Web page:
After battling breast cancer four times in approximately 20 years, she developed metastatic Stage 4 lung cancer. Her long-time domestic partner of 27 years, Joseph Wilder, K.C., was the love of her life. They were never far apart. They traveled the world and went on many adventures during their relationship. During her treatment, Phyllis would say how much she missed work and seeing her clients. Joey demonstrated amazing strength, love, care, and compassion for Phyllis as her condition progressed. He was her rock and was by her side 24/7, making sure she had the best possible care. Joey’s son David was always there to support Phyllis and to make her smile. Joey’s other children, Sheri, Kenny, Joshua and wife Davina, were also a part of her life. His kids would Facetime Phyllis and include her during any of their important functions. Phyllis loved Joey’s children as if they were her own.
Thank you to all of her friends and family who were there to support her during these difficult times. Phyllis is now, finally, pain free and in a better place. She was loved dearly and will be greatly missed. Interment took place in Los Angeles.
Gwen Centre Creative Living Centre celebrates 35th anniversary
By BERNIE BELLAN Over 100 individuals gathered at the Gwen Secter Centre on Tuesday evening, July 18 – under the big top that serves as the venue for the summer series of outdoor concerts that is now in its third year at the centre.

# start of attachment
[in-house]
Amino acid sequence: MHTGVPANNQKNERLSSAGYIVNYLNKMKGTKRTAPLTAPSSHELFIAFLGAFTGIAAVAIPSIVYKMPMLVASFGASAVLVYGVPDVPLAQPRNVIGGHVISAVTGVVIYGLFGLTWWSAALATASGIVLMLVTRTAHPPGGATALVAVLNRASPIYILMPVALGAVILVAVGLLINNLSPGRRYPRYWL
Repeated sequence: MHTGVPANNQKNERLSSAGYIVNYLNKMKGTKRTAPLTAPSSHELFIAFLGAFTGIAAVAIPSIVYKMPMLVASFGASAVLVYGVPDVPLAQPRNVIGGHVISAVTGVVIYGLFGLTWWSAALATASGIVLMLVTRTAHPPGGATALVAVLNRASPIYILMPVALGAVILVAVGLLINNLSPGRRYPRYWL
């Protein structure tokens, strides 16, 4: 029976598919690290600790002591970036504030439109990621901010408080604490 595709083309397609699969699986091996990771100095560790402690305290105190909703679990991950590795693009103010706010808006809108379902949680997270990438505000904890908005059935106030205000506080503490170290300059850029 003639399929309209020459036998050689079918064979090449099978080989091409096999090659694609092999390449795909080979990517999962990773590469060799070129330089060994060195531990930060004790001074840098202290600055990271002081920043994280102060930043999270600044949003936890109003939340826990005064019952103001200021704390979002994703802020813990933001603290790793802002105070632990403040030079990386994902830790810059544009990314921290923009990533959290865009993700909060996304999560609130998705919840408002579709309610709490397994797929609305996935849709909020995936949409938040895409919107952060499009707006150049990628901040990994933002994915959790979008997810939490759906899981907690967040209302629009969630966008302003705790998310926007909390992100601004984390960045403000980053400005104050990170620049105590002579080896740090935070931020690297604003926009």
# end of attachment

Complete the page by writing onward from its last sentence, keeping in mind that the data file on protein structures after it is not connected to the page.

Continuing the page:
The occasion was the celebration of the Gwen Secter Centre’s 35th anniversary. It was also an opportunity to honour the memory of Sophie Shinewald, who passed away at the age of 106 in 2019, but who, as recently as 2018, was still a regular attendee at the Gwen Secter Centre.
As Gwen Secter Executive Director Becky Chisick noted in her remarks to the audience, Sophie had been volunteering at the Gwen Secter Centre for years – answering the phone among other duties. Becky remarked that Sophie’s son, Ed Shinewald, had the phone number for the Gwen Secter Centre stored in his phone as “Mum’s work.”
Remarks were also delivered by Raquel Dancho, Member of Parliament for Kildonan-St. Paul, who was the only representative of any level of government in attendance. (How times have changed: I remember well the steadfast support the former Member of the Legislature for St. John’s, Gord Mackintosh, showed the Gwen Secter Centre when it was perilously close to being closed down. And, of course, for years, the area in which the Gwen Secter Centre is situated was represented by the late Saul Cherniack.)
Sophie Shinewald’s granddaughter, Alix (who flew in from Chicago), represented the Shinewald family at the event. (Her brother, Benjamin, who lives in Ottawa, wasn’t able to attend, but he sent a pre-recorded audio message that was played for the audience.)
Musical entertainment for the evening was provided by a group of talented singers, led by Julia Kroft. Following the concert, attendees headed inside to partake of a sumptuous assortment of pastries, all prepared by the Gwen Secter culinary staff. (And, despite my asking whether I could take a doggy bag home, I was turned down.)